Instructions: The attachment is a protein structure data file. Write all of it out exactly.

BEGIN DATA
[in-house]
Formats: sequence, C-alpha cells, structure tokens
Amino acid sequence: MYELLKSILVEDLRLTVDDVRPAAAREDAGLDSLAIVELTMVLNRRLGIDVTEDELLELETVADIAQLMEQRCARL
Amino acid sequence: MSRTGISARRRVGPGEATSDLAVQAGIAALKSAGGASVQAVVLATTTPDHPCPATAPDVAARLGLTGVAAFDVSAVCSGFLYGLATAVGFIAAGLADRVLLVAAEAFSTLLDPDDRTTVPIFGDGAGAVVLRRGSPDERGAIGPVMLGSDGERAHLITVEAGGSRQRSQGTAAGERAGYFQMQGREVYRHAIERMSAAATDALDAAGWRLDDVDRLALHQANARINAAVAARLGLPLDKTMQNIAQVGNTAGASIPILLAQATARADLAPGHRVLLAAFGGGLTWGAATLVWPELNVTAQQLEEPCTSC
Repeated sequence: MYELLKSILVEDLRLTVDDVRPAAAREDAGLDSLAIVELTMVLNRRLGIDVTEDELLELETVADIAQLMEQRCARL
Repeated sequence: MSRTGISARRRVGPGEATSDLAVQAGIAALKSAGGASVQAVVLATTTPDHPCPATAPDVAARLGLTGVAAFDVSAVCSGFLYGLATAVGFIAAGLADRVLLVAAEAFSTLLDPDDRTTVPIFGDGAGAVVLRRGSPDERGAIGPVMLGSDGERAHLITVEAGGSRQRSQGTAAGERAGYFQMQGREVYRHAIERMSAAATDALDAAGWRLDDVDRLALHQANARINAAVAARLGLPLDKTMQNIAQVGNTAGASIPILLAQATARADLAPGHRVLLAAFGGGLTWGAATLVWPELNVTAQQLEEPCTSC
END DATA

[in-house]
Formats: sequence, C-alpha cells, structure tokens
Amino acid sequence: MYELLKSILVEDLRLTVDDVRPAAAREDAGLDSLAIVELTMVLNRRLGIDVTEDELLELETVADIAQLMEQRCARL
Amino acid sequence: MSRTGISARRRVGPGEATSDLAVQAGIAALKSAGGASVQAVVLATTTPDHPCPATAPDVAARLGLTGVAAFDVSAVCSGFLYGLATAVGFIAAGLADRVLLVAAEAFSTLLDPDDRTTVPIFGDGAGAVVLRRGSPDERGAIGPVMLGSDGERAHLITVEAGGSRQRSQGTAAGERAGYFQMQGREVYRHAIERMSAAATDALDAAGWRLDDVDRLALHQANARINAAVAARLGLPLDKTMQNIAQVGNTAGASIPILLAQATARADLAPGHRVLLAAFGGGLTWGAATLVWPELNVTAQQLEEPCTSC
Repeated sequence: MYELLKSILVEDLRLTVDDVRPAAAREDAGLDSLAIVELTMVLNRRLGIDVTEDELLELETVADIAQLMEQRCARL
Repeated sequence: MSRTGISARRRVGPGEATSDLAVQAGIAALKSAGGASVQAVVLATTTPDHPCPATAPDVAARLGLTGVAAFDVSAVCSGFLYGLATAVGFIAAGLADRVLLVAAEAFSTLLDPDDRTTVPIFGDGAGAVVLRRGSPDERGAIGPVMLGSDGERAHLITVEAGGSRQRSQGTAAGERAGYFQMQGREVYRHAIERMSAAATDALDAAGWRLDDVDRLALHQANARINAAVAARLGLPLDKTMQNIAQVGNTAGASIPILLAQATARADLAPGHRVLLAAFGGGLTWGAATLVWPELNVTAQQLEEPCTSC